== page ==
Math Heresy

Irrational numbers can never be real magnitudes.

There, I said it.  Irrational numbers cannot exist as magnitudes of length or weight or whatever in the world of mobile substance.  My stock example: you can never forge a sword with a blade whose length is √2 feet.

(Aside: that’s a gimmick in a to-be-written short story of mine–a magical Sword of Impossibility whose blade really is √2 feet in length and instantly annihilates whatever it cuts.)

Back to my math heresy.  Why do I think this?

Well, here’s one intuitive appeal:

1.4 feet < 1.41 feet < 1.414 feet < 1.4142 feet < …

If the decimal is infinitely expanding, so is the magnitude.  In reality, whatever your magnitude is, you will locate it with precision on a tape-measure (in the case of length).  You do not need an infinite number of “zoom-ins” to gain the precision necessary to mark off its length.  It will be a close approximation of √2 feet but never an infinitely expanding decimal.

For this thought experiment, we should set aside problems like Planck-length and decay and the fact that we are swirling clouds of electrons.  Even with an unreal level of control over scale, the length we are dealing with will always, always, always be a rational number.  Always.

That does seem to imply that there can never be two truly identical lengths, else we could construct a square angle from them and the hypotenuse would be √2 feet.  Or perhaps the problem is rather that two such lengths could never enter into the point-precise arrangement necessary to generate a perfect square angle.  I’ll bite the bullet on that consequence.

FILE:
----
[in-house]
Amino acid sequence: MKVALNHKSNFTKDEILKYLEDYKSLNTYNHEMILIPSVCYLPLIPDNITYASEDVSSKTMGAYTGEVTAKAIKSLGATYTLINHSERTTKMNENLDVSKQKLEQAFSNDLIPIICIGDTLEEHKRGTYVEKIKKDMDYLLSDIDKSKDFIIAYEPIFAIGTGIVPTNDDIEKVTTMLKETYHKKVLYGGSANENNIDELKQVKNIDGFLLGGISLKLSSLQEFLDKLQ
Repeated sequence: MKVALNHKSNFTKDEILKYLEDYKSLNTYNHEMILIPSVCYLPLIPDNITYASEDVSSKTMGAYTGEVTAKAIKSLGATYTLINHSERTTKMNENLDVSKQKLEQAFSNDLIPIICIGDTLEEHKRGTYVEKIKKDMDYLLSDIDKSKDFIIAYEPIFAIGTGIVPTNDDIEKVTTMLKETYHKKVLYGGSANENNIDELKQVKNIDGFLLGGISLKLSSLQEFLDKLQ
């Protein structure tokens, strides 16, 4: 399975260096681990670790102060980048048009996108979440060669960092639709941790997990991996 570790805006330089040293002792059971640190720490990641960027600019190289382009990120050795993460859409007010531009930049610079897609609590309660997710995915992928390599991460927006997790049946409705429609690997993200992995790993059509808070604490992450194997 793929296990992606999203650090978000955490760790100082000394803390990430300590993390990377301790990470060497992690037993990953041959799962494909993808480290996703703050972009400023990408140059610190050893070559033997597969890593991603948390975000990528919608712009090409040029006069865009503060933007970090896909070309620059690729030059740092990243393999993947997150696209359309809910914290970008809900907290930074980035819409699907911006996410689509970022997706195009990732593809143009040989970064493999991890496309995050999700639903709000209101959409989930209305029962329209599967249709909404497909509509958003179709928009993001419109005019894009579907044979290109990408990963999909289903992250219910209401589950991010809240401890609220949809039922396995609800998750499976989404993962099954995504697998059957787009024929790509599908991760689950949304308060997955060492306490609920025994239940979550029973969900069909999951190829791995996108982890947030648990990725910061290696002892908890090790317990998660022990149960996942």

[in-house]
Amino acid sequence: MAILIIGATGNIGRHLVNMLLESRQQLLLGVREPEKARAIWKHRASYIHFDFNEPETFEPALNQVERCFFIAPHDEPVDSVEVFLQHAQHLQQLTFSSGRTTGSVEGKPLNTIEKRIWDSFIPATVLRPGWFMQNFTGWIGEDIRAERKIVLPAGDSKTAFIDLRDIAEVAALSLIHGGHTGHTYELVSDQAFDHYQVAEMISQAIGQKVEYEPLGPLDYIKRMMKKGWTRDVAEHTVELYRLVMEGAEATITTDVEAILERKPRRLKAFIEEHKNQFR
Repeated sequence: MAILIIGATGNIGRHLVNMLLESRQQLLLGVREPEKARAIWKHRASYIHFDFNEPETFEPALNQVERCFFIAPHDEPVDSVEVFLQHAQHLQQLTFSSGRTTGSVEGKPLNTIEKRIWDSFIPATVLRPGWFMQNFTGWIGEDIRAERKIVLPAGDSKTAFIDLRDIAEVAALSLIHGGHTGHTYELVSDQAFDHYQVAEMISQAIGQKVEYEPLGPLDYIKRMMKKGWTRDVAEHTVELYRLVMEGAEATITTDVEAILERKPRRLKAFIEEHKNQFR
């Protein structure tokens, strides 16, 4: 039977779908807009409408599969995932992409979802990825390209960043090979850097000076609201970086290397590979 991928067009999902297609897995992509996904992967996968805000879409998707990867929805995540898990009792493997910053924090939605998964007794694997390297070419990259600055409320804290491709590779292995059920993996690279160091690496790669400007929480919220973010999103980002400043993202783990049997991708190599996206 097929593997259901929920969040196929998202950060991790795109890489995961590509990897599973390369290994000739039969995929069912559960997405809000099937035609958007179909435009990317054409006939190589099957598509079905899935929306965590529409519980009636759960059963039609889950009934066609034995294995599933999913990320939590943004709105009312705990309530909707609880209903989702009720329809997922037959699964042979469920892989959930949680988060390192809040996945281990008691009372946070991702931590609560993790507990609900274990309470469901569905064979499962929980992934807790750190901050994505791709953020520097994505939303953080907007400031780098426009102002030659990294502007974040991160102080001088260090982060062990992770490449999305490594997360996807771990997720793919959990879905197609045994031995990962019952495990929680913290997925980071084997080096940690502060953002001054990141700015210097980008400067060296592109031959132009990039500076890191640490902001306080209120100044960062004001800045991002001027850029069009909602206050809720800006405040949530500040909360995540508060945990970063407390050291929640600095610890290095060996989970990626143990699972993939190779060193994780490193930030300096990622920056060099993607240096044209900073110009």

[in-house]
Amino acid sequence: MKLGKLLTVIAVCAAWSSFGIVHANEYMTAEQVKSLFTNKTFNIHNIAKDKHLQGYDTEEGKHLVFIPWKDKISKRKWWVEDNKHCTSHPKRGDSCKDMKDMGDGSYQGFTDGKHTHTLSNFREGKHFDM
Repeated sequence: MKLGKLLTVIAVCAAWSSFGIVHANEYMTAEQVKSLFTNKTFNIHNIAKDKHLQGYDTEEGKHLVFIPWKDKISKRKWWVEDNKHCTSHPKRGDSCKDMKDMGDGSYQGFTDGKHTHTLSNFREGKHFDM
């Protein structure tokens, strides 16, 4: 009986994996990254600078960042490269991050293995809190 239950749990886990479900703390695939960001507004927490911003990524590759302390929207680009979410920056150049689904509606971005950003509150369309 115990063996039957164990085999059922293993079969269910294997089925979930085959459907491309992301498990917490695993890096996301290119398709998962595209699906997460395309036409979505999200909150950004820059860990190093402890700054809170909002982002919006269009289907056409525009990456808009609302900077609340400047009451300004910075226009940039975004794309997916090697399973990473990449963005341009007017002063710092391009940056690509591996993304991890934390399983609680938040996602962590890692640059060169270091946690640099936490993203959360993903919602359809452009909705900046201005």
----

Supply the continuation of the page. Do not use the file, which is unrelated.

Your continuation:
Flip to circles: no circle in the universe has a circumference which is a multiple of the infinite decimal 3.14159265…  If you “unrolled” that circle and measured it, you would get a finite result.  Or go in reverse: coil a finite length into a circle and you will not get a diameter which is a fraction of π.

This is not true of rationals, by the way.  Or at least so I claim.  Rationals can all happily exist as magnitudes in the real world.  Just not irrationals.

Is this a specific problem inside the wider measurement problem?  The nature of numbers and mathematicals?

I take this problem to indicate the power of our intellect to transcend the material-physical.  Also my power to irritate my math-teaching colleagues.

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